The “groaning” to be further clothed in 2 Corinthians 5:2ff. which correlates to the clothing resurrection of 1 Corinthians 15 is the “groaning” and AD 70 imminent “about to be revealing” of God’s glory within the Church – which in context, results in the full adoption of sons, the liberation of creation (of God’s people) and the “redemption of the body.”  Partial Preterist Gary DeMar admits the Greek word mello in Romans 8:18YLT should be translated as “about to be” and was fulfilled in AD 70.  But to admit this is to admit the events of 18-23 were also fulfilled in AD 70.  Partial Preterist John Lightfoot concedes the Greek word kitisis “creation” in Romans 8 is not referring to the planet earth, but the creature/creation of God’s people (as in Cols. 1:23).      

Paul’s OT Echo’s – Hosea 13 / Isaiah 25

As there is a movement within the Reformed and Evangelical community that seeks to develop Paul’s Hebraic corporate body origins that is beginning to see what Full Preterist’s have for the last 30 years, there is also a movement led by Richard Hayes which emphasizes developing the OT context of an OT reference or echo mentioned in the NT.  For example Hayes writes,

“Thematic Coherence How well does the alleged echo fit into the line of argument that Paul is developing?  Does the proposed precursor text fit together with the point Paul is making?  Can one see in Paul’s use of the material a coherent “reading” of the source text?  Is his use of the Isaiah texts consonant with his overall argument and/or use made of other texts? (Richard Hays, The CONVERSION of the IMAGINATION Paul as Interpreter of Israel’s Scripture, Eerdmans pub., 2005, 38).

“Satisfaction  Does the proposed intertextual reading illuminate the surrounding discourse and make some larger sense of Paul’s argument as a whole?  “…A proposed intertextual reading fulfills the test of satisfaction when we find ourselves saying, “Oh, so that is what Paul means here in passage x; and furthermore, if that’s right, then we can begin to understand what he means in passage y and why he uses these certain words in that place.”  (Hayes, ibid. 44).

In other words, one is encouraged to find and develop as many similarities between that OT original context with the context and flow of the NT author in order to understand how he is using it.  Therefore, it is important to examine what kind of bodily death and resurrection are taking place in Hosea 13 and in Isaiah’s little apocalypse Isaiah 24-28, to help understand Pauls use of them in 1 Corinthians 15:54-55.  This will help us understand the kind of bodily resurrection Paul has in mind.

Isaiah 24-28 – Isaiah’s Little Apocalypse

Due to Israel breaking her OC law (primarily for persecuting and putting to death their poor brethren – the sin of blood guilt), Israel’s covenantal world undergoes an apocalyptic de-creation and shaking process and she corporately and spiritually dies in the form of being ruled over by Gentile leaders.  Through captivity and bondage, Babylon scattered her outside of her land.  When Israel repents and is gathered back into the land she undergoes a spiritual, corporate and covenantal resurrection as described in Ezekiel 37.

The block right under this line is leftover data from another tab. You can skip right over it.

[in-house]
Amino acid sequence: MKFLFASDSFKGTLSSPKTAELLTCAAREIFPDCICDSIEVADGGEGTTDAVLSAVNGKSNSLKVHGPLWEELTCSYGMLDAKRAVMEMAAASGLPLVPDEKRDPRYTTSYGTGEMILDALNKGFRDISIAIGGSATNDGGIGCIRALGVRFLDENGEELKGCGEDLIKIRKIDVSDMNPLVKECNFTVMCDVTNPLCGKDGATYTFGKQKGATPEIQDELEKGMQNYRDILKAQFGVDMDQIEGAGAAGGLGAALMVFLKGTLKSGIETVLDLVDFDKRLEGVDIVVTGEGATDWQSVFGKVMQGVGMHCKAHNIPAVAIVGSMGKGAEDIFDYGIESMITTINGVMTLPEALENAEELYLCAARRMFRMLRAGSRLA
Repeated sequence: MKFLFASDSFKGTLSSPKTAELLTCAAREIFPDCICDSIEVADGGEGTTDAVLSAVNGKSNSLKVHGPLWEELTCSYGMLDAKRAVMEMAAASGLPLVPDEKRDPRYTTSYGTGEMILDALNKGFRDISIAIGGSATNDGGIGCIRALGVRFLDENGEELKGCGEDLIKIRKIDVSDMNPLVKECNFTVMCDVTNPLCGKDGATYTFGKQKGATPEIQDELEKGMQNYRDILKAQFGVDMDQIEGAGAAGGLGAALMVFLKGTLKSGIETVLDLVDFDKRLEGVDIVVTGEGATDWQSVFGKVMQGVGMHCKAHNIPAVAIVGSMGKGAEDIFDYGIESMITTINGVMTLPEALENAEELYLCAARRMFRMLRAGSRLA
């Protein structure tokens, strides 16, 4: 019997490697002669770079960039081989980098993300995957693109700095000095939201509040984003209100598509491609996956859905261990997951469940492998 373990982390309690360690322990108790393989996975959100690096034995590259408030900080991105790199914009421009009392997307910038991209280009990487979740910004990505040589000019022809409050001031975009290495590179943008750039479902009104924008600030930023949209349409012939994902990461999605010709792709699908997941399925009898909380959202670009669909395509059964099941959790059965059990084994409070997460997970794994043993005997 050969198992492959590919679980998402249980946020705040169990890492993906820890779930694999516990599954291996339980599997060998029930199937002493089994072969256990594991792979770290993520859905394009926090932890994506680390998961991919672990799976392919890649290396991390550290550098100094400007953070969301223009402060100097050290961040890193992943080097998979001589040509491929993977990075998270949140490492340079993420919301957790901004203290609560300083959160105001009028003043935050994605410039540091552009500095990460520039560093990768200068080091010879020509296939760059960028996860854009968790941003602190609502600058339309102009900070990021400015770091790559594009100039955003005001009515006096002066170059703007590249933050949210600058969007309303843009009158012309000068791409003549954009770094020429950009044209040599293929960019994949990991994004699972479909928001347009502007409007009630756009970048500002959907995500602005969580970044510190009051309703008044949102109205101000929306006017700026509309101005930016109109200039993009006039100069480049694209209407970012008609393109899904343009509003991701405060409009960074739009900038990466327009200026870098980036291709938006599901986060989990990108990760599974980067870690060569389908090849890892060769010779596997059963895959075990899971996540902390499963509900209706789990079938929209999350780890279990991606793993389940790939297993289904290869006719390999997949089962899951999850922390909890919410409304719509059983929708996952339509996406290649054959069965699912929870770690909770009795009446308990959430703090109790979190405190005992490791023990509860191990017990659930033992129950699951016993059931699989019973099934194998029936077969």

In other word’s Israel is a corporate Adam, and just as when Adam broke Edenic covenantal law and died a spiritual covenantal death resulting in Him being scattered from God’s presence, so too when Israel broke covenant, she underwent a covenantal spiritual death that resulted in her being scattered from God’s presence away from their temple and land.

The time of the eschatological wedding is the time of the resurrection (Isa. 25:6-8) and Jesus identifies the time of the wedding to take place when the Roman armies would judge and burn Jerusalem, or within the AD 30 – AD 70 “this generation” (Mt. 22:1-14; Mt. 24:27-34—25:1-13).

Paul’s other reference to Isaiah is his trumpet change which takes place at Christ’s parousia bringing about the resurrection in 1 Corinthians 15:23, 52 is the trumpet gathering of Isaiah 27:12-13.  And again, this is the OT echo and foundation to the trumpet gathering and trumpet catching away of Matthew 24:30-31 and 1 Thessalonians 4:16-17 that would take place in the AD 30 – AD 70 “this generation” and of which Paul taught (under inspiration) and thus expected his first century “we” audience to experience.

 Hosea

Hosea’s context is clear enough as well.  Due to Israel’s spiritual adultery with Baal and breaking their OC law, God gave Israel a certificate of divorcement.  The corporate body of Israel breaking the OC law resulted not only in a divorce, but is also described as Israel dying a covenantal and spiritual death.  This death is described as God sowing Israel as a seed into the Gentile lands throughout the Assyrian Empire.  Once again we see the same kind of corporate covenantal death that came through Adam and Israel when they broke covenant and became spiritually dead and scattered/separated from God’s presence.

But Israel would once again be betrothed and married to God in her “last days.”  The “last days” are the last days of the OC age which ended in AD 70 and is consistent with the “this generation” coming of Christ that results in the eschatological wedding/marriage that takes place in the OD.

Don Preston’s parallels between Hosea and 1 Corinthians 15 are worth looking at again:

Hosea: The Outline for Paul’s Resurrection Hope! (Don K. Preston, 2005, 2712 Mt. Washington Rd. Ardmore, Ok.)

Hosea: “He has torn but he will heal, After two days He will raise us up.”

1 Corinthians 15: Christ rose 3rd Day according to the Scriptures Paul introduces Hosea at the very beginning of his discourse– and he closes his discourse by quoting Hosea.

 

Hosea: Israel the Seed (Jezreel–God sows): Israel sown in the earth (2.23).